The Path and the Blessing
By way of conclusion, one last pungent letter from Higginson deserves to be quoted here. The immediate impetus behind it is unclear, but Carter reasonably suspects that it refers to the museum. (Gardner had lost a recent skirmish in her long battle over its tax status.)
Boston, June 1, 1905
My dear Mrs. Gardner,
If you think that you are to have a peaceful life, die at once! So soon as a person has shown his capacity to help his fellow creatures and his will to do so, he will be asked again and again—
It is a price and a joy of life—I am glad that you (for your own sake & for Jack's—the kindest man on earth—) have fallen into that class—You chose the path and are a blessing to many men & women.
H. L. Higginson
These words may be justly applied to almost every aspect of Gardner's artistic endeavors and not least to her varied and intensive involvement with music. The pianist Gebhard later recalled the years from 1900 to 1918 as "the 'Golden Age of Music' in Boston," which, almost by definition, makes it also one of the most distinguished episodes in the history of art music in America. Many music historians would agree with the assessment: during these years major local and visiting interpreters (including the conductors Muck, Nikisch, and Monteux) brought the best of Europe's art music, including the newest masterworks by Debussy and Strauss, to the city; they also promoted the work of the best American composers
of art music (with the notable exception of that puzzling and prickly modernist Charles Ives), including members of what is now called the Second New England School": Loeffler, Arthur Foote, Amy Beach, and George Whitefield Chadwick. Bernard Berenson, writing from Florence, could rightly envy his Boston friend: "How I wish I had been there to hear Loeffler's Pagan Poem! You are in luck to have all that music. Here we are senza ." For helping to foster this musical Golden Age, Berenson's correspondent herself should be given a great deal of credit. Like others in her position, but with a special intensity and flair, and with a true connoisseur's taste, she "chose the path" of fostering beauty in a merchant city. Although not a Bostonian by birth, her irrepressible presence there for over half a century was—in music as in visual art—"a blessing to many men and women."
None of this should imply, though, that Gardner was some kind of saint, or selfless giver; quite the contrary, she could be imperious (as the reminiscence of the violinist Harrison Keller attests—see Vignette D) and artfully attention-getting. But at a time when government and corporate support for the arts was minimal (a condition to which we are, it seems, gradually returning in the waning years of this century), art music could ill afford to rely entirely on saints: nearly as good was a collection of activist supporters who, for whatever reasons of status and ego-gratification, chose to divert some of their wealth away from caviar and silks and toward the masterpieces of the past, the risk-taking composers of the present, and the accomplished singers and instrumentalists who enable musical art and its valued traditions to survive for the enrichment of the future.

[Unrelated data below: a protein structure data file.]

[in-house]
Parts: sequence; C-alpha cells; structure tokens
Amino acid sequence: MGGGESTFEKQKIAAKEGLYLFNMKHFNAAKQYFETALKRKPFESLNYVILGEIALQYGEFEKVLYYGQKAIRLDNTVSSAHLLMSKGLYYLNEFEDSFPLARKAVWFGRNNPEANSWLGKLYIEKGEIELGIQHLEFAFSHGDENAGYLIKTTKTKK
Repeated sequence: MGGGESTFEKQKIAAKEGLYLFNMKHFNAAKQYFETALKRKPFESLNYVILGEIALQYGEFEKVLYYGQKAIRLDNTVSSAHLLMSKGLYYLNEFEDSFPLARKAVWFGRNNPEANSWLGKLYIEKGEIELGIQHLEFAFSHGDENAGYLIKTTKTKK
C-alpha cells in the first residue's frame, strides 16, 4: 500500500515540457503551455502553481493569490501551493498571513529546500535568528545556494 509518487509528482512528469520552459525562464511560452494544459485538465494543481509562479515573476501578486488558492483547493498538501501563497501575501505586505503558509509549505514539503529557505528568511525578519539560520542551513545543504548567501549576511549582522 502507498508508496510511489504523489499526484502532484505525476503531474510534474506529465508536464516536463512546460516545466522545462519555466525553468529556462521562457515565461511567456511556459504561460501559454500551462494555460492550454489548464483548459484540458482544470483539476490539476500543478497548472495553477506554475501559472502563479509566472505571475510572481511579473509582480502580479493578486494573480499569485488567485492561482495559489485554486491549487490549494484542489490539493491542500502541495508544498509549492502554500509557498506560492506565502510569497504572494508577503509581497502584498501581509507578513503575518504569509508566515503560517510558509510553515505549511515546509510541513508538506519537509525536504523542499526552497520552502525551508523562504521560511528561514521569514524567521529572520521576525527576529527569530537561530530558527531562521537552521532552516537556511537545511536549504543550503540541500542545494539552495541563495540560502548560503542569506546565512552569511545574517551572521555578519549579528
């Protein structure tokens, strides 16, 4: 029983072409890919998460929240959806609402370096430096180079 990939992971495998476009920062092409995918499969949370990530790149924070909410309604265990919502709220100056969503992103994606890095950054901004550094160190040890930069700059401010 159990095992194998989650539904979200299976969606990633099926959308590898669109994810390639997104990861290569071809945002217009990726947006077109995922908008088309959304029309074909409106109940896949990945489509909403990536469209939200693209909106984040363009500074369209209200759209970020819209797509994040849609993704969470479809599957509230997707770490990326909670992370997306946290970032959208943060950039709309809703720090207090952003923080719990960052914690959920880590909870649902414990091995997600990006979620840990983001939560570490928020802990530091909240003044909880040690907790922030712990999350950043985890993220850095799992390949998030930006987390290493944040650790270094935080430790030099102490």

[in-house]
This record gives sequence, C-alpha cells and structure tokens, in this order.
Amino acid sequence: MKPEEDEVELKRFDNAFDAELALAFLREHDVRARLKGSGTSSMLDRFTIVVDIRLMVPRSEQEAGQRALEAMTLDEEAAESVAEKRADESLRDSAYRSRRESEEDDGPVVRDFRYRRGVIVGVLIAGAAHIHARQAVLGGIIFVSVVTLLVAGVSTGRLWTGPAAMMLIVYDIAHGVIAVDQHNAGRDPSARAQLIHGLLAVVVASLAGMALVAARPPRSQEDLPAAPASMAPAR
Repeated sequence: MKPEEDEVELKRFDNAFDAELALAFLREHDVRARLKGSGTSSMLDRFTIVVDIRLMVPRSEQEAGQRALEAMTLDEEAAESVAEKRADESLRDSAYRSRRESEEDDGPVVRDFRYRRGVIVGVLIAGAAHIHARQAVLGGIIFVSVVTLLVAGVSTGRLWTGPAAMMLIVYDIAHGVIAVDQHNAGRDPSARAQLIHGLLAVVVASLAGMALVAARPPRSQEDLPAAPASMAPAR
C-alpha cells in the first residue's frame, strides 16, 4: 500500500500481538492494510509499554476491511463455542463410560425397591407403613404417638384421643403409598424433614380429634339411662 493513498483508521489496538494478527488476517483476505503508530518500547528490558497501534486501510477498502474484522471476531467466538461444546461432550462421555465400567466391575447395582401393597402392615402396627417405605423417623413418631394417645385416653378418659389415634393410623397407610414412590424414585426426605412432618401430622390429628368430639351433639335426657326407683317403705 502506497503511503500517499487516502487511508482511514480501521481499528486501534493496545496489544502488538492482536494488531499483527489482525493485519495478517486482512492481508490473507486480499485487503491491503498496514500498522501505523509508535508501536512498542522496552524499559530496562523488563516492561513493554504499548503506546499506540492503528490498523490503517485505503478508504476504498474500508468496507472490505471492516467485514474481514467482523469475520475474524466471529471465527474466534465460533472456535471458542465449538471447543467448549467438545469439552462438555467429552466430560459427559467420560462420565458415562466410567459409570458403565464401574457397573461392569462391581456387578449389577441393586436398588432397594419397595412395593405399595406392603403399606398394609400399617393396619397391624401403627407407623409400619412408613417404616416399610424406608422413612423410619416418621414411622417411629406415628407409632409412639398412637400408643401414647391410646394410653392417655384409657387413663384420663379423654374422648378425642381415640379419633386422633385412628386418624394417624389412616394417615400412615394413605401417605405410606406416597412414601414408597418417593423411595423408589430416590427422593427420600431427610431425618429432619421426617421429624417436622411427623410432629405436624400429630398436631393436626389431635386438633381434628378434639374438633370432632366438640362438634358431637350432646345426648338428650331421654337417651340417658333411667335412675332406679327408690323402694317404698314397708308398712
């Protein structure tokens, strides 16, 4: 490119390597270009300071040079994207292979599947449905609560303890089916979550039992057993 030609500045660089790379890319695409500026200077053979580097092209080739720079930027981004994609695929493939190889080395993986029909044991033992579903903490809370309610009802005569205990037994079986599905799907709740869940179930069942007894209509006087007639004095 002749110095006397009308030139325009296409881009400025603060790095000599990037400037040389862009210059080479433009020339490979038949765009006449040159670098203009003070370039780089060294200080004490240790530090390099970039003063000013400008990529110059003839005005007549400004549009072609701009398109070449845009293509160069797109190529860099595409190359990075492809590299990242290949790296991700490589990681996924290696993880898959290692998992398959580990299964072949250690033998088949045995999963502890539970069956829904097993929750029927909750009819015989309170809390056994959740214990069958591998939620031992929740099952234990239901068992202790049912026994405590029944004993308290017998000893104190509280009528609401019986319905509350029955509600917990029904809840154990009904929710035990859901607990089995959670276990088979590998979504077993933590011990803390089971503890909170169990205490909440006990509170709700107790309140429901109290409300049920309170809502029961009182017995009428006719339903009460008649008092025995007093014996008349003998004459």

Music, it is true, suffered from the whims and prejudices of these moneyed individuals; recent studies have rightly drawn attention to the ways in which concert life in America was framed as something high-toned, socially exclusive, even intimidating, and so lost the chance to develop support among the bulk of the citizenry. Private patronage perhaps inevitably results in what sociologists call a "tension of mission": universities more easily find donors to put up a splendid new building that will bear their name than to repair the roof of an existing one, keep a lid on tuition, or pay a living wage to the graduate students and adjunct faculty who do much of the teaching. But, like a university education, art music would scarcely exist in America—or at least would not be available in sufficient quantity, in worthy performances, and at a price within the means of the average music lover—without those sometimes willful patrons.
Furthermore, and thanks often to their very willfulness, the best of the patrons stamp our musical life with what can fairly be called their own organizational and aesthetic genius. Such a one, in music as well as visual art, was Isabella Stewart Gardner. Her various musical projects—her support of the Boston Symphony Orchestra, the Boston Opera Company, the Kneisel Quartet, the composer Charles Martin Loeffler, the singer Lena Little, and various young musicians of talent, but also her intriguing, sometimes idiosyncratic, experiments in bringing music new and old out of the concert hall (or out of the dust of the library) and back into the living environment of the home—all deserve the thoughtful atten-
tion of music and social historians and of those who ponder how art music might today become (or become again) a vital part of American society.
Playing for Mrs. Gardner Alone:
The Violinist Harrison Keller Reminisces
Annotated by Ralph P. Locke
Harrison Keller (1888–1979) was an active young professional violinist when he played for the aging but still imperious Isabella Stewart Gardner with the pianist Heinrich Gebhard, who was one of her devoted musician friends (and later piano teacher to Leonard Bernstein and Lukas Foss).